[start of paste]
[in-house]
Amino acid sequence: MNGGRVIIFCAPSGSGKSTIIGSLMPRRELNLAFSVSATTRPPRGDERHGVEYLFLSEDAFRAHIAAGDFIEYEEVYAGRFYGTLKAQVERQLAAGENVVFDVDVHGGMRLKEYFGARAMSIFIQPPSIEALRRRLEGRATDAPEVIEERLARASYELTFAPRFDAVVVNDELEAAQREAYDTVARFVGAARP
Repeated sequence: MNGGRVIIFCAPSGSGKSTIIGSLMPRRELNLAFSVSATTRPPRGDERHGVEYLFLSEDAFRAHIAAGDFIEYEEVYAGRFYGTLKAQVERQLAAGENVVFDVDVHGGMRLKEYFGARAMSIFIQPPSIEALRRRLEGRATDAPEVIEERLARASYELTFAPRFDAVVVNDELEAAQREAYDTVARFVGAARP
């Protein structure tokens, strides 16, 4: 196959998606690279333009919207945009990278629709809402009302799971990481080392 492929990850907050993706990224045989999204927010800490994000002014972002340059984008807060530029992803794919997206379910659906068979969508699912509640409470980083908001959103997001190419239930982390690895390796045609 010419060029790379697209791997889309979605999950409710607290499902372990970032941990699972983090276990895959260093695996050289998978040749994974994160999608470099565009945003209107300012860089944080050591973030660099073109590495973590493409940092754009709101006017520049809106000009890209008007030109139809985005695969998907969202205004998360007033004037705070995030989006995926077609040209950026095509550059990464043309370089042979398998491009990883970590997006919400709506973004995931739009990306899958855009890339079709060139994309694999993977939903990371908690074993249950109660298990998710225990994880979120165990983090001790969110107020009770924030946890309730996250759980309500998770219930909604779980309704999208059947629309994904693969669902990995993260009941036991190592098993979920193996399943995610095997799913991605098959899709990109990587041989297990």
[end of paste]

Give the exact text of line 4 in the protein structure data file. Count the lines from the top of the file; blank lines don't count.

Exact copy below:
């Protein structure tokens, strides 16, 4: 196959998606690279333009919207945009990278629709809402009302799971990481080392 492929990850907050993706990224045989999204927010800490994000002014972002340059984008807060530029992803794919997206379910659906068979969508699912509640409470980083908001959103997001190419239930982390690895390796045609 010419060029790379697209791997889309979605999950409710607290499902372990970032941990699972983090276990895959260093695996050289998978040749994974994160999608470099565009945003209107300012860089944080050591973030660099073109590495973590493409940092754009709101006017520049809106000009890209008007030109139809985005695969998907969202205004998360007033004037705070995030989006995926077609040209950026095509550059990464043309370089042979398998491009990883970590997006919400709506973004995931739009990306899958855009890339079709060139994309694999993977939903990371908690074993249950109660298990998710225990994880979120165990983090001790969110107020009770924030946890309730996250759980309500998770219930909604779980309704999208059947629309994904693969669902990995993260009941036991190592098993979920193996399943995610095997799913991605098959899709990109990587041989297990």